NATO Secretary General Jens Stoltenberg has said that Germany and other European nations should increase their defense budget. He said the increase was not about pacifying Donald Trump, but a matter of geography.
In an interview with German business newspaper Handelsblatt, NATO chief Jens Stoltenberg said that European countries needed to invest more in defense to reach the target expenditure of 2 percent of gross domestic product, set by NATO in 2006.
The move is not to satisfy US President Donald Trump, Stoltenberg said. Earlier this year, Trump called NATO "obsolete" and suggested that members of the alliance would need to spend more on their own defense to warrant Washington's security guarantees.
It is because of Europe's close proximity to areas of conflict including Russia, Syria and Iraq, that boosting defense expenditure is essential, the NATO chief said.
"After the end of the Cold War, it was right to cut defense spending," Stoltenberg told Handelsblatt. "But if we reduce spending when tensions are going down, we also must be able to increase defense spending when tensions are going up - and now they are going up."
Stoltenberg's comments follow US Secretary of State Rex Tillerson's first remarks to NATO ministers last Friday. While Tillerson reassured his European counterparts that the US remains committed to NATO, he also urged them again to spend more on defense to demonstrate that they share Washington's commitment.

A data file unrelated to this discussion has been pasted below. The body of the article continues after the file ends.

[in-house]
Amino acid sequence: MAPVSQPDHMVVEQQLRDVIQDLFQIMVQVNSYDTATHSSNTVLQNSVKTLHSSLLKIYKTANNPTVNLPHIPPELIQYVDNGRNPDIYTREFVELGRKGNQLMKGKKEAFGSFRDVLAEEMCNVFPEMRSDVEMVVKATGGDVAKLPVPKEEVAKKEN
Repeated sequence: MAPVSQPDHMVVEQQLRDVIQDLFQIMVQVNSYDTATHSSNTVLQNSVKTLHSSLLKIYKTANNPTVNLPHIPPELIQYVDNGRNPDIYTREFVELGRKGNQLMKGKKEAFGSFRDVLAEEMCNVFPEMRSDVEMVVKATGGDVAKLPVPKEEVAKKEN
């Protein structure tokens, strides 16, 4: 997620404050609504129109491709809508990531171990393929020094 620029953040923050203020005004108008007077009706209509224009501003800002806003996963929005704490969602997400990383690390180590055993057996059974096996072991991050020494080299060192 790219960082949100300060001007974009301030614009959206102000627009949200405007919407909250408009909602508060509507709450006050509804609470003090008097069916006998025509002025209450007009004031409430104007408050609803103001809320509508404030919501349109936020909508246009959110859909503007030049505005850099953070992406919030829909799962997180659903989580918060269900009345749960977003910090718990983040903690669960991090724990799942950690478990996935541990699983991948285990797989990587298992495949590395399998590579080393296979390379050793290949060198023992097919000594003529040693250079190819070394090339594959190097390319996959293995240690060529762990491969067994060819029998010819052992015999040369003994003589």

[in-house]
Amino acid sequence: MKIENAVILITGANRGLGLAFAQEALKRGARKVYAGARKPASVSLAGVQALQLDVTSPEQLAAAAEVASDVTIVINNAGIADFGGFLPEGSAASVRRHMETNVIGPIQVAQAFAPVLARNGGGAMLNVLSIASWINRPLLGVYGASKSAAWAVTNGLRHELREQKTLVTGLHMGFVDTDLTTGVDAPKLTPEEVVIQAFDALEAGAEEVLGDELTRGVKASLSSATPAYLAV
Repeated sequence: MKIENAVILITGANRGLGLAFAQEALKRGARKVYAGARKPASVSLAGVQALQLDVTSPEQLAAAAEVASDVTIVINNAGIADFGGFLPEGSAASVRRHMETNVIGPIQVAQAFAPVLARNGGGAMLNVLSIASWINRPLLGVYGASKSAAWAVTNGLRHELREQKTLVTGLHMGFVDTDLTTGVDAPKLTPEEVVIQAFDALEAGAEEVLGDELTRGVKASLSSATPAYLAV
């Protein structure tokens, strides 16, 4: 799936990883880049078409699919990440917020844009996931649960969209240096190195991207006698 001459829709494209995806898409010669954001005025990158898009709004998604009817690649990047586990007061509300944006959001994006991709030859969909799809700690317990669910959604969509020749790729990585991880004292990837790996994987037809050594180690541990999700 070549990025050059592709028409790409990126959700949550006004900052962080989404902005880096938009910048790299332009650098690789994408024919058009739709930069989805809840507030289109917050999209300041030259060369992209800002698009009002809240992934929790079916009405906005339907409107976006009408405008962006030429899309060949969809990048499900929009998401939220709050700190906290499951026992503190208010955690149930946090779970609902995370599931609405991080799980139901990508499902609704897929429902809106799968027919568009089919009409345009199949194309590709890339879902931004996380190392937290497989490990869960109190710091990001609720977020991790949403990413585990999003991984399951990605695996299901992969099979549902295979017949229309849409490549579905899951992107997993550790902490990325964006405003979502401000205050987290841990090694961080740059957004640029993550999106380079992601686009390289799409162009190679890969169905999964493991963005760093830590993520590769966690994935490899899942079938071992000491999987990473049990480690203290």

US defense spending makes up about 70 percent of the NATO allies' total defense expenditure. Only four European alliance members - Estonia, Greece, Poland and Britain - meet the two-percent target.
German military expenditure currently sits at just over 1.2 percent of the country's economic output; it's rising year on year but only by comparatively small increments. The government has said it is committed to increasing defense spending "because we know it is necessary and makes sense to further strengthen our armed forces," government spokesman Steffen Seibert said.
But German Foreign Minister Sigmar Gabriel said it was neither "reachable nor desirable" for Germany to spend two percent of its GDP on defense, and that humanitarian, development and economic aid to stabilize regions should also count.
"Two percent would mean military expenses of some 70 billion euros. I don't know any German politician who would claim that is reachable nor desirable," he said last week.
A Social Democrat colleague of Gabriel's, MP Hans-Peter Bartels who specializes in military policy, recently suggested 1.5 percent of GDP as a more realistic target for German military spending.
Stoltenberg also said in Monday's interview that he does not think Brexit negotiations between Britain and the EU would endanger the military alliance.
"The negotiations between the EU and Great Britain are a tremendous challenge that I in no way underestimate," he said. However, Great Britain's withdrawal from the EU "will not change relations in NATO."